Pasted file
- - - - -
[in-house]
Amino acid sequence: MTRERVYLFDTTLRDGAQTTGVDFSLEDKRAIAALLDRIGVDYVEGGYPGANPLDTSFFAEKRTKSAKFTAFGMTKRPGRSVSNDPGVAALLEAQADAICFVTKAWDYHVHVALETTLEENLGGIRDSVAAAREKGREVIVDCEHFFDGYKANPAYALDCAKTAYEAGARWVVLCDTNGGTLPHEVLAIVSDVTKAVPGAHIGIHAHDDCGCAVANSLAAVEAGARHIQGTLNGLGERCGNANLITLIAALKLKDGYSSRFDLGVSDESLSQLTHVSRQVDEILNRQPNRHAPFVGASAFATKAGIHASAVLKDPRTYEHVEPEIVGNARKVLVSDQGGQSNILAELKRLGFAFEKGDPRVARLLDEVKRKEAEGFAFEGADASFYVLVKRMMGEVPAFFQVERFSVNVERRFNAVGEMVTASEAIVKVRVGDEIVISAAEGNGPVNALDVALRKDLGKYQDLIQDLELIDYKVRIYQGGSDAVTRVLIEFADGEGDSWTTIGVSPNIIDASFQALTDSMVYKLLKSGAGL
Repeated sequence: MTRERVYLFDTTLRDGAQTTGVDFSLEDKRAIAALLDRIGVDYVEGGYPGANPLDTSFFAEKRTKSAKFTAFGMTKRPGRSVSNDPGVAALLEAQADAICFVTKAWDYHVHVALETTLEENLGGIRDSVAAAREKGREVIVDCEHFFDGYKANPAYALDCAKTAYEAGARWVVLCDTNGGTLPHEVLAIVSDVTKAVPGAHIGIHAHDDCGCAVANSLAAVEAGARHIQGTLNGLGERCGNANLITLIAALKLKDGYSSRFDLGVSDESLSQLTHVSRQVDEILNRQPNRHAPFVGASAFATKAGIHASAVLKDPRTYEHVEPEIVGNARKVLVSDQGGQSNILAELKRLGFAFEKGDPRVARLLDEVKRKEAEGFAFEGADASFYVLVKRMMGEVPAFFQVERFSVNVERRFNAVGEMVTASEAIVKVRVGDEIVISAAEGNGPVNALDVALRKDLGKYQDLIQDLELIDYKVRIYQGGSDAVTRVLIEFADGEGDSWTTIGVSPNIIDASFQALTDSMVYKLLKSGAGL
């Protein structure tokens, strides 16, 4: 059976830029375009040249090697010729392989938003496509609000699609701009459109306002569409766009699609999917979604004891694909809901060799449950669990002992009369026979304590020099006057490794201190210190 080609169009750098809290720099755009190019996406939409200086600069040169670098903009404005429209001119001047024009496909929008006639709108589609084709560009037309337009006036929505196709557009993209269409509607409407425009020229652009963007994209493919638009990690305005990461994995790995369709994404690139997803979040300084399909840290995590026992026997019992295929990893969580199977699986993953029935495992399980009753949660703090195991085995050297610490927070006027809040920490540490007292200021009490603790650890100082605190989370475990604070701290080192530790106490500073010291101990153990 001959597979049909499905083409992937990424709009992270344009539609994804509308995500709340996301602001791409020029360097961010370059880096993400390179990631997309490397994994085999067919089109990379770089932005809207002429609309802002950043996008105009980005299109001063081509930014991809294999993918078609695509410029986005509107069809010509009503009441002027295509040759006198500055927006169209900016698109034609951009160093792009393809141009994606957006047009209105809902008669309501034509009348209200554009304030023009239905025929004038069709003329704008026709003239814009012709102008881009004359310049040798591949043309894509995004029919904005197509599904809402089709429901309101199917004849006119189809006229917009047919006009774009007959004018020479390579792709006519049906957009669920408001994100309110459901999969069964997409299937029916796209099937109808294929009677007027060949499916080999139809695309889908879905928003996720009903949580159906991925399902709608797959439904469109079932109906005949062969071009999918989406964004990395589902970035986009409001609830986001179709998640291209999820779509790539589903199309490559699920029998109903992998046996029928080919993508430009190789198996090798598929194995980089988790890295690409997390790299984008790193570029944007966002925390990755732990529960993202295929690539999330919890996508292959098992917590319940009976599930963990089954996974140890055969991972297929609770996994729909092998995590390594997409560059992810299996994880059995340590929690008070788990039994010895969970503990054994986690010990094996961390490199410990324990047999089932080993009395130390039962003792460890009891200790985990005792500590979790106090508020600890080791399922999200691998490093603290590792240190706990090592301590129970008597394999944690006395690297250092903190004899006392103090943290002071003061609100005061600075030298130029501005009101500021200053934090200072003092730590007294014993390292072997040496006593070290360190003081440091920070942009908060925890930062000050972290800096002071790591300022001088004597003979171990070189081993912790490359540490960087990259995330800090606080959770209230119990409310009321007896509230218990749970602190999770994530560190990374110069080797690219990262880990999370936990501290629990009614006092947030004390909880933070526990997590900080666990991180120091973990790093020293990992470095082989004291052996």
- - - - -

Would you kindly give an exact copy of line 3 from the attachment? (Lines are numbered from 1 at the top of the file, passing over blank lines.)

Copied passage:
Repeated sequence: MTRERVYLFDTTLRDGAQTTGVDFSLEDKRAIAALLDRIGVDYVEGGYPGANPLDTSFFAEKRTKSAKFTAFGMTKRPGRSVSNDPGVAALLEAQADAICFVTKAWDYHVHVALETTLEENLGGIRDSVAAAREKGREVIVDCEHFFDGYKANPAYALDCAKTAYEAGARWVVLCDTNGGTLPHEVLAIVSDVTKAVPGAHIGIHAHDDCGCAVANSLAAVEAGARHIQGTLNGLGERCGNANLITLIAALKLKDGYSSRFDLGVSDESLSQLTHVSRQVDEILNRQPNRHAPFVGASAFATKAGIHASAVLKDPRTYEHVEPEIVGNARKVLVSDQGGQSNILAELKRLGFAFEKGDPRVARLLDEVKRKEAEGFAFEGADASFYVLVKRMMGEVPAFFQVERFSVNVERRFNAVGEMVTASEAIVKVRVGDEIVISAAEGNGPVNALDVALRKDLGKYQDLIQDLELIDYKVRIYQGGSDAVTRVLIEFADGEGDSWTTIGVSPNIIDASFQALTDSMVYKLLKSGAGL